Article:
Moriah LaChapell

During the Vietnam War
four American soldiers
lived in a Quonset hut
while they were
stationed in Guam. 

Their landlord Howard
was a strange
little man.
He had a shed
near the soldier’s hut
where he
would take LSD
and sit in his car
smoking while
revving the engine.

One of the soldiers
adopted a stray puppy 
he named Uncle Ho
after Ho Chi Minh. 

Once when
one of the soldiers
from a mission
in Vietnam
he couldn’t find
his puppy. 
He called,
“Uncle Ho, Uncle Ho, where are you!” 
While searching
he encountered
his landlord
with his wife
around a large fire. 
In the middle
of the fire
was a large
pot of stew. 

It smelled delicious.

Howard offered
him a bowl of stew
As the soldier
dipped his spoon
into the stew,
he asked him
if he had seen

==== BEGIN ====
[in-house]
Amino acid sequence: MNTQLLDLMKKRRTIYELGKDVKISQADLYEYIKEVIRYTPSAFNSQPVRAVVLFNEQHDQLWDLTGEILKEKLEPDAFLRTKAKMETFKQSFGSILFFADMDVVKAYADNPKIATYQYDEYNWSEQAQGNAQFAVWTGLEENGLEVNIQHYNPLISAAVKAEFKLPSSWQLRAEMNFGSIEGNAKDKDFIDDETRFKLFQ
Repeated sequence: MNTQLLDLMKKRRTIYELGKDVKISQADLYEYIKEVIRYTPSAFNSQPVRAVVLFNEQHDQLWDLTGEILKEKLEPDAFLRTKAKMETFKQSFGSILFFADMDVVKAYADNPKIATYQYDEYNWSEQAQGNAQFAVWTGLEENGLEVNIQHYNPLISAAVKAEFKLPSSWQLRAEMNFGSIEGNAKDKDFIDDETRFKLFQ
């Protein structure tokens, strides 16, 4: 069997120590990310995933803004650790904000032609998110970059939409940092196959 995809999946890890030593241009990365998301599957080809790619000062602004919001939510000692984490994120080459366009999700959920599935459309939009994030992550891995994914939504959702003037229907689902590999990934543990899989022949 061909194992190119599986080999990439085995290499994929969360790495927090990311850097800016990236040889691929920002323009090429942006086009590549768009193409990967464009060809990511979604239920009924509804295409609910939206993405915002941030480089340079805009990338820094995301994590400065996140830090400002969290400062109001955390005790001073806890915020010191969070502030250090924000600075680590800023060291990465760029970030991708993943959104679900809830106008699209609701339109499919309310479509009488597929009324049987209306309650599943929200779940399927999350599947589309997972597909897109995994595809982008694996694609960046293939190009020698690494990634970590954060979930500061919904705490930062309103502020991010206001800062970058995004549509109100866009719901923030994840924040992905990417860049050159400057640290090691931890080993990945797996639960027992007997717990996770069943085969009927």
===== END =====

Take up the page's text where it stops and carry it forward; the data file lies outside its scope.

his puppy. 
Howard replied
“dig deep the puppy is at the bottom.”

When dark
of my own
loss dominate.
I remember
the puppy
and find
in the
of grief.

©2012 This work is the property of the author.


Posted on September 16, 2012, in Moriah LaChapell, POETRY and tagged , , . Bookmark the permalink. 4 Comments.

  1. I just LOVE this poem from Moriah. For a different side to this fine poet, read her GYNOECIUM.

  2. Self observed and self absorbed more than a Tet offensive available to a humorous individuality
    in a duality focused on an outflanked enemy: seriousness.

  3. Oh this is good witty, dark and reflective and those last five line are superb

  1. Pingback: Misfits’ Miscellany Poem « 'Til The Storm Passes By

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